It’s unusual for any court to issue three versions of one opinion, but in Arbor Hill Concerned Citizens Neighborhood Ass’n, No. 06–0086 (2d Cir. Apr. 10, 2008), a civil rights case involving an award of attorneys fees, the U.S. Court of Appeals for the Second Circuit is at three, and counting. One might ask “why?”
The Court got into difficulty with its first decision in July 2007. It took the discouraging step of declaring that a judge could reduce an award of civil rights attorneys fees if a winning client’s lawyer originally took the case in order to advance a “reputational” or “societal” goal. According to the Court of Appeals, a judge’s task should be to determine whether “a thrifty hypothetical client” would have been able to get a lawyer to take a civil rights case for less than the usual rate. If the conclusion is yes, then the judge could reduce the fee award.
But the court’s reasoning was unpersuasive to many.
For one thing, a central premise of the laws that provide for attorneys fees awards in civil rights cases is that there aren’t enough lawyers willing to take these cases without compensation at the market rate payable to attorneys in conventional matters. Civil rights fees laws are designed to create a financial incentive sufficient to ensure that laws will be enforced and rights vindicated. A rationale that destroys this financial incentive, on the theory that nonfinancial motivations are enough to enable an imaginary client to secure a lawyer, destroys the guiding purpose of these fees provisions, and eliminates their protection for civil rights.
Moreover, since lawyers outside of the civil rights community take cases for all kinds of reasons—including for “the money,” or for the reputational value that accompanies the representation of certain high profile commercial clients—it hardly makes sense to penalize civil rights lawyers for pursuing the noble cause of enforcing the rule of law, or claiming the prestige that comes with doing good.
And how could such a rule ever work? Will American courts start quizzing lawyers about their inner thoughts? Hopefully not—our society generally still rejects big brother-ish mind probing that is this blatant. Nor could such inquiries be easily carried out, if only because lawyers and their firms commonly have multiple, and often contradictory, reasons for taking cases.
And what about that concept of the “thrifty hypothetical client” who can be deemed, in hindsight, able to obtain bargain rates from lawyers motivated by reputational and societal goals. Does that occur? Do these clients see the altruism and ambition in their lawyers minds? That would be making a large assumption.
If this weren’t enough of a mess, the Arbor Hill decision was also notable for having omitted to mention and to distinguish certain key precedents—past decisions, presumably still good law, that had rejected the idea of discounting fee awards for these reasons.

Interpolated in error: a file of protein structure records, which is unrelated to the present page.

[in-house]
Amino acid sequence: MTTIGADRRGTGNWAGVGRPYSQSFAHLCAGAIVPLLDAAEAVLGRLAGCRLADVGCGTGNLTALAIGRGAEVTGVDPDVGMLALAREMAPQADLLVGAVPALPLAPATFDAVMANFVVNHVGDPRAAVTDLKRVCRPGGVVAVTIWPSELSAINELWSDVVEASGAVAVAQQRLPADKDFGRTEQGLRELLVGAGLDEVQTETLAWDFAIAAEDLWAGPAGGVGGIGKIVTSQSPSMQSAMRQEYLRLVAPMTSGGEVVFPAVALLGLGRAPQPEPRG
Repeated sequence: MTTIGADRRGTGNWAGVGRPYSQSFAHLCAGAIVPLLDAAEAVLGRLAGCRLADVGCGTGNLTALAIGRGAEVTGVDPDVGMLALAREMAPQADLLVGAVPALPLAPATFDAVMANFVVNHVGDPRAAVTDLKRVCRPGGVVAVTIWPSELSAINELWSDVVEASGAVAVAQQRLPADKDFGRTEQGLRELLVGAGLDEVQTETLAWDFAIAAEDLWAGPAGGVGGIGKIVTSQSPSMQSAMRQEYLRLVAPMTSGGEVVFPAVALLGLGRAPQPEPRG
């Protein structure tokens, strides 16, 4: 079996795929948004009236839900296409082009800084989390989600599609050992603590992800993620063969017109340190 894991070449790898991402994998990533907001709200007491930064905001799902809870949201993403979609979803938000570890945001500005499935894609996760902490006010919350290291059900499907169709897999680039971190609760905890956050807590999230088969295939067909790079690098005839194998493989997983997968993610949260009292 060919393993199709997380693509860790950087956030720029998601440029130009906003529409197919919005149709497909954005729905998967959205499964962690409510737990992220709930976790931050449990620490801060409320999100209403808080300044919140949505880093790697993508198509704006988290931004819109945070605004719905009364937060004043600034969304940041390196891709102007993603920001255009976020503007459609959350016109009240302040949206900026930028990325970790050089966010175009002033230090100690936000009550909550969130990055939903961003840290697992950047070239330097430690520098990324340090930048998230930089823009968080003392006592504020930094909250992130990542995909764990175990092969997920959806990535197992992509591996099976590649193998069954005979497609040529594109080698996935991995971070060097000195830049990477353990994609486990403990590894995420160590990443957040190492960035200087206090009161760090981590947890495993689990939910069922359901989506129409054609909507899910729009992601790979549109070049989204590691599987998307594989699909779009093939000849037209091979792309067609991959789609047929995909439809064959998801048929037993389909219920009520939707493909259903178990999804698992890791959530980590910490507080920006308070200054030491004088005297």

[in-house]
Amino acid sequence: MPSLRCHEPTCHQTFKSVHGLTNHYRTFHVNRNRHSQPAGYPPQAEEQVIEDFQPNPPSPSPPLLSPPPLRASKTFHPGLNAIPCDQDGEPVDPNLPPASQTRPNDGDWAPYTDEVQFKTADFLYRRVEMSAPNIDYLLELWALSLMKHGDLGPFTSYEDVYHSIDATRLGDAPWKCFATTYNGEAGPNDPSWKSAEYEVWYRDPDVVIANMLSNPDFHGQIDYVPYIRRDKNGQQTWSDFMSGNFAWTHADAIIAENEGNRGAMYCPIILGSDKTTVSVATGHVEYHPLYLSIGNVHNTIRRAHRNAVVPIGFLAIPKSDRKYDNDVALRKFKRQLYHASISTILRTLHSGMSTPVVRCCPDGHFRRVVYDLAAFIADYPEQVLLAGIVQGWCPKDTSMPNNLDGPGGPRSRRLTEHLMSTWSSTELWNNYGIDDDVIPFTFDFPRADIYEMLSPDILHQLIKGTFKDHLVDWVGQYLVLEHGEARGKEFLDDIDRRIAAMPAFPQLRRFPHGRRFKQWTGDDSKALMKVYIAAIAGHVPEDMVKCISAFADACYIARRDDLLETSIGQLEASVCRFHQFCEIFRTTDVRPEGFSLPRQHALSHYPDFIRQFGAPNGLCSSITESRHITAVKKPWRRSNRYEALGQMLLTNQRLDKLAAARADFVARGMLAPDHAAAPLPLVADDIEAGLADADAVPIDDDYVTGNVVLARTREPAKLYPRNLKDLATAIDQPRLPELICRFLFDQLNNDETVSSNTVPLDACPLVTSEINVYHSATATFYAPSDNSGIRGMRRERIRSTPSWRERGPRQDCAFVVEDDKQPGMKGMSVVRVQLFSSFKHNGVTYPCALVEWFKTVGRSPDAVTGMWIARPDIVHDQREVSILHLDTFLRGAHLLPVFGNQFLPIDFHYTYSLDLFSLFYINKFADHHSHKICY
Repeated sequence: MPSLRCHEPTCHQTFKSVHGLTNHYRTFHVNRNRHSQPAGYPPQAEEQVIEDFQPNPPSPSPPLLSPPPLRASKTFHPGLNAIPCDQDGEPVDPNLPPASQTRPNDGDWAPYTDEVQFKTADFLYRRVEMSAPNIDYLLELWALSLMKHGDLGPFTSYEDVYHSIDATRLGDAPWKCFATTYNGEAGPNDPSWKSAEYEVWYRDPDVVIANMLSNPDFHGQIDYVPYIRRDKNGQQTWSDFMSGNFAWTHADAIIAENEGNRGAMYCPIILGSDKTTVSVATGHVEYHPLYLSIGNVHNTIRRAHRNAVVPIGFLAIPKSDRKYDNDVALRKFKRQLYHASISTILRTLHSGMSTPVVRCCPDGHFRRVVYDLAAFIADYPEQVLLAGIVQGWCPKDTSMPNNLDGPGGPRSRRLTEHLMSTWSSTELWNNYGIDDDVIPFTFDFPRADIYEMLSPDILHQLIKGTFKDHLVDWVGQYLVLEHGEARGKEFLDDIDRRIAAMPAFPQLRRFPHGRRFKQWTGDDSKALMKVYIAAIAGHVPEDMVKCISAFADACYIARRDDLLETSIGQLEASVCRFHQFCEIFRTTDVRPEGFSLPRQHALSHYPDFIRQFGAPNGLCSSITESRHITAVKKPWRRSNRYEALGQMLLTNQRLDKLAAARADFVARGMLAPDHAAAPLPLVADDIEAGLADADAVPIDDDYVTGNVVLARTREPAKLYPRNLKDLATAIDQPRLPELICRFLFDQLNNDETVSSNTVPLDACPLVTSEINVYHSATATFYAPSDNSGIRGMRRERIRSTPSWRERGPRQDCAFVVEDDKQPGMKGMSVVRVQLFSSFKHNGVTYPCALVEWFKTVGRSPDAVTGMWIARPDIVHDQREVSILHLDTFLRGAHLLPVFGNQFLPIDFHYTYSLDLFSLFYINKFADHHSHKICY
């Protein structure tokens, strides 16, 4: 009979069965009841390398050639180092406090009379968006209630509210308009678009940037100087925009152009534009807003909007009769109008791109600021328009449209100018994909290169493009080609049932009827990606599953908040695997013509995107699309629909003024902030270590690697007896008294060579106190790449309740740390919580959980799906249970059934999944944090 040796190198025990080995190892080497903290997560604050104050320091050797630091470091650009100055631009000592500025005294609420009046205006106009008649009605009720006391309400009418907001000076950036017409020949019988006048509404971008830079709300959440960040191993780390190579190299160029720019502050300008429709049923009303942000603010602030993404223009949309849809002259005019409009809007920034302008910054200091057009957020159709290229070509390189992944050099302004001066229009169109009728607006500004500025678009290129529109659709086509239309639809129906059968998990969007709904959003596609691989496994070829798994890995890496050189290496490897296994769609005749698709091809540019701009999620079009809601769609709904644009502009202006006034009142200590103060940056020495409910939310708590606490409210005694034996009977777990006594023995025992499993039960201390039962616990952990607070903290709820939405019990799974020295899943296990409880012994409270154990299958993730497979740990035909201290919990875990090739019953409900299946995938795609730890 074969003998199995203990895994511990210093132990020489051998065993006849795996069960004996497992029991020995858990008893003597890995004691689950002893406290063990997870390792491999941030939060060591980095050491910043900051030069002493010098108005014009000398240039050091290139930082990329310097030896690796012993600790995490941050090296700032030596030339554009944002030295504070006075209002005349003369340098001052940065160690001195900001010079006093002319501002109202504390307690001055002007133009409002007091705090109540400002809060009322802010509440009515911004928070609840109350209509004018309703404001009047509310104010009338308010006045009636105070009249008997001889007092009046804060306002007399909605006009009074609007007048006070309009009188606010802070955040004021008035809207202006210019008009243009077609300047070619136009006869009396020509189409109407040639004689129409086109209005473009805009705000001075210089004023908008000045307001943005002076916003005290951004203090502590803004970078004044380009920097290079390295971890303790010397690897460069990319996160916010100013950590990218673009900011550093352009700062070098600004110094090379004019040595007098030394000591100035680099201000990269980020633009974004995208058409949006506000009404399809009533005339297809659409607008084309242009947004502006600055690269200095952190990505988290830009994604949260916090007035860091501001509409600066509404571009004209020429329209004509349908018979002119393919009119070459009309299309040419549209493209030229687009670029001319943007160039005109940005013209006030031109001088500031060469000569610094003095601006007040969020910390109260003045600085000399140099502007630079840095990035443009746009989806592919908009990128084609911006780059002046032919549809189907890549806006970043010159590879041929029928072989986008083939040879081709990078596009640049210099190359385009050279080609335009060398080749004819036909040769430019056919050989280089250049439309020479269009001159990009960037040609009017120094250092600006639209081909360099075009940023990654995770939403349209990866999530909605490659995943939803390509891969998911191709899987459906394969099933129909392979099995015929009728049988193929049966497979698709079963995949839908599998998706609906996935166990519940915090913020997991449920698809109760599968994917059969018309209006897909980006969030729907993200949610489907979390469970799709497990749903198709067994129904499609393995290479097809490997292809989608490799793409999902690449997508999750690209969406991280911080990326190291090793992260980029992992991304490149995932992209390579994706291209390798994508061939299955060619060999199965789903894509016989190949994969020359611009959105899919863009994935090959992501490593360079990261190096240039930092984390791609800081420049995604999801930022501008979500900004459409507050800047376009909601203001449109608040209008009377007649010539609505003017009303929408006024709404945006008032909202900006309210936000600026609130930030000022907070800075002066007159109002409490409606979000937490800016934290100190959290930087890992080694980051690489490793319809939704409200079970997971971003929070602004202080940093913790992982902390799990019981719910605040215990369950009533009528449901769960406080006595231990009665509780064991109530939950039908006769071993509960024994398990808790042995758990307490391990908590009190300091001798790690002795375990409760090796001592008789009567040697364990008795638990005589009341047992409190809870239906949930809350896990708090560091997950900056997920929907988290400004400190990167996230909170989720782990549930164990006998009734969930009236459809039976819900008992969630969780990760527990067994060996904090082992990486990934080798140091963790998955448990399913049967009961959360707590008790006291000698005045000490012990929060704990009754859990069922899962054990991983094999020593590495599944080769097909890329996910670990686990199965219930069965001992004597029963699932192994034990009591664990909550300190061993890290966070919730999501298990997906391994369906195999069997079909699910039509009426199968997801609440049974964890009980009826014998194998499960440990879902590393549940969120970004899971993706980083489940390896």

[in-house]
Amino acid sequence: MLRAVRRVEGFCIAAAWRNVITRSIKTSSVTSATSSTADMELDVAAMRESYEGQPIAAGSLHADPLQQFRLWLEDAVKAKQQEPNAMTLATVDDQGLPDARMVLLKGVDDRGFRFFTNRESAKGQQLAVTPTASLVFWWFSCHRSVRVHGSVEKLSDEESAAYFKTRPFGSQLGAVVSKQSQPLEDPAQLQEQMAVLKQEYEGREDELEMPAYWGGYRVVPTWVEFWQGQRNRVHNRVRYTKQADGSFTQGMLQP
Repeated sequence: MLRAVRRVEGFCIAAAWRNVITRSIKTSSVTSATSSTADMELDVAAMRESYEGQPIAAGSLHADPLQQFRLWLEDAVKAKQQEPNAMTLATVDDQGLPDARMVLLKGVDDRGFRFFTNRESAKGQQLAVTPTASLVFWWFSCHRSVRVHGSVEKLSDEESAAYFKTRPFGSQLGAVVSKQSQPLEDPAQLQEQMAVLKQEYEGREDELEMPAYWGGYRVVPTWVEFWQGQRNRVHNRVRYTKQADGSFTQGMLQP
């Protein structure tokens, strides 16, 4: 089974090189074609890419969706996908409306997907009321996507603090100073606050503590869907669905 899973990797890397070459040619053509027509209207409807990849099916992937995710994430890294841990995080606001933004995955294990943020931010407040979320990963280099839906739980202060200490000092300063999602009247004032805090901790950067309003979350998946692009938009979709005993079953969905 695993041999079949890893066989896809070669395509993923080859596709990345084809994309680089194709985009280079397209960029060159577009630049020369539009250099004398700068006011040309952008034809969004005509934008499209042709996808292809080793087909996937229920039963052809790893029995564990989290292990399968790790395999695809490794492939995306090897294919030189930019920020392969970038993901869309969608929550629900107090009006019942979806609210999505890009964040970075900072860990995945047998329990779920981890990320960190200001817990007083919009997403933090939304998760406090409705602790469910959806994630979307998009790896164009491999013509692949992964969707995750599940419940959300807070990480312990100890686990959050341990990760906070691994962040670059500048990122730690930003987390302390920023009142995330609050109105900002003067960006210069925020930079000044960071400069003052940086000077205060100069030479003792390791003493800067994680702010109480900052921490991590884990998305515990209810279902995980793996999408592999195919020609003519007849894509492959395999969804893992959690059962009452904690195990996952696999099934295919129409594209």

Since in recent years, the opportunities for people to vindicate their civil rights have been limited by a Supreme Court that has made it ever more difficult to claim attorneys fees, Arbor Hill was an alarming development.
With attorneys at Jenner and Block, and with Hofstra Law Professor and civil rights attorney, Leon Friedman, the Brennan Center urged the Circuit Court, in an amicus brief, to fix the Circuit’s civil rights fees jurisprudence by granting a request for rehearing. We also supported a request for the entire Second Circuit to re-decide the case en banc. And, we brought together in the amicus brief a coalition of 29 public interest groups anxious for the court to issue a new decision.
The Court acted, but in the most modest of ways. It denied the request for rehearing, but amended its opinion with a new footnote, explaining that it had never meant to change the law on civil rights attorneys fees: “Our decision today in no way suggests that attorneys from nonprofit organizations or attorneys with private law firms engaged in pro bono are excluded from the usual approach to determining attorneys fees.” But the court left the rest of its opinion unchanged, and the civil rights community was left to speculate about the opinion’s import and effect.
Months passed, with the court’s confusing second opinion unchanged, and in place. But then, on April 11, 2008 the court issued a third version of its opinion. This time, the court enlarged the same footnote, and quoted one of its previously omitted precedents for the proposition that: “[N]or is the award necessarily limited because the attorney has agreed to undertake the case for a reduced fee compared to the customary market rate.”
Of course, this language, still tentative, hardly puts the problem to rest, and the original petition for rehearing by the entire Circuit Court, en banc, is still pending before the court—so perhaps yet another opinion, a fourth, is on the way. But the newest footnote does take a significant step toward normalizing the Circuit’s civil rights fees jurisprudence.
Can we conclude that civil rights lawyers may avoid discounts of fee awards based on inquiries into their inner motivations in taking cases? In the wake of the three Arbor Hill decisions, that’s still anything but clear, but the court has given us reason to hope so.